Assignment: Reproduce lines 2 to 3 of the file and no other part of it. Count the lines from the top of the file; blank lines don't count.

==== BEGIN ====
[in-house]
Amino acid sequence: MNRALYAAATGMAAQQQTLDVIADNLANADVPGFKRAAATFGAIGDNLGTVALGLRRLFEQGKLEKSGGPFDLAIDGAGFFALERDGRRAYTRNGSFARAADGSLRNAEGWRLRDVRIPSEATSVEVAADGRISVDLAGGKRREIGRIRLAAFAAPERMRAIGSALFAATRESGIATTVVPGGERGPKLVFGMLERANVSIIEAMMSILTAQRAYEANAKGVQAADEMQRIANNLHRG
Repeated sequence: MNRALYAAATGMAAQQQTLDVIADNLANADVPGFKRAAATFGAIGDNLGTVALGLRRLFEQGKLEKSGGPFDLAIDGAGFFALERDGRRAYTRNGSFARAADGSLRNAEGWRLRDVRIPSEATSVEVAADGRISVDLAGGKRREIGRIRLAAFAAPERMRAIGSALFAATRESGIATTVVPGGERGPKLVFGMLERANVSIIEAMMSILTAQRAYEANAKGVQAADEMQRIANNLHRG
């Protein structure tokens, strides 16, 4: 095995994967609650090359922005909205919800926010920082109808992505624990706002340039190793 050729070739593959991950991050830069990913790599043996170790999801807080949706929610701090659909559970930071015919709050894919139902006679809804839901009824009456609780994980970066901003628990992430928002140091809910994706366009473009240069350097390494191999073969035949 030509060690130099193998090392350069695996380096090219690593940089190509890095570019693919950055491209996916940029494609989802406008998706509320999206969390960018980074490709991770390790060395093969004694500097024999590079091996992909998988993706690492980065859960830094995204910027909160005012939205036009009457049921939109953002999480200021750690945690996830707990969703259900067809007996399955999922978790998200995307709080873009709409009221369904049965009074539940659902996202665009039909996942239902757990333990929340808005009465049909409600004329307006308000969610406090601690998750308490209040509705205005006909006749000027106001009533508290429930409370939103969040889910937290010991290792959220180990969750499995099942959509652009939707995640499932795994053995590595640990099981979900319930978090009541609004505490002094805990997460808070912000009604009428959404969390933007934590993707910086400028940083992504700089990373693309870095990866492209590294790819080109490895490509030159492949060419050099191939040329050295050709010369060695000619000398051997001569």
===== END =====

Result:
Amino acid sequence: MNRALYAAATGMAAQQQTLDVIADNLANADVPGFKRAAATFGAIGDNLGTVALGLRRLFEQGKLEKSGGPFDLAIDGAGFFALERDGRRAYTRNGSFARAADGSLRNAEGWRLRDVRIPSEATSVEVAADGRISVDLAGGKRREIGRIRLAAFAAPERMRAIGSALFAATRESGIATTVVPGGERGPKLVFGMLERANVSIIEAMMSILTAQRAYEANAKGVQAADEMQRIANNLHRG
Repeated sequence: MNRALYAAATGMAAQQQTLDVIADNLANADVPGFKRAAATFGAIGDNLGTVALGLRRLFEQGKLEKSGGPFDLAIDGAGFFALERDGRRAYTRNGSFARAADGSLRNAEGWRLRDVRIPSEATSVEVAADGRISVDLAGGKRREIGRIRLAAFAAPERMRAIGSALFAATRESGIATTVVPGGERGPKLVFGMLERANVSIIEAMMSILTAQRAYEANAKGVQAADEMQRIANNLHRG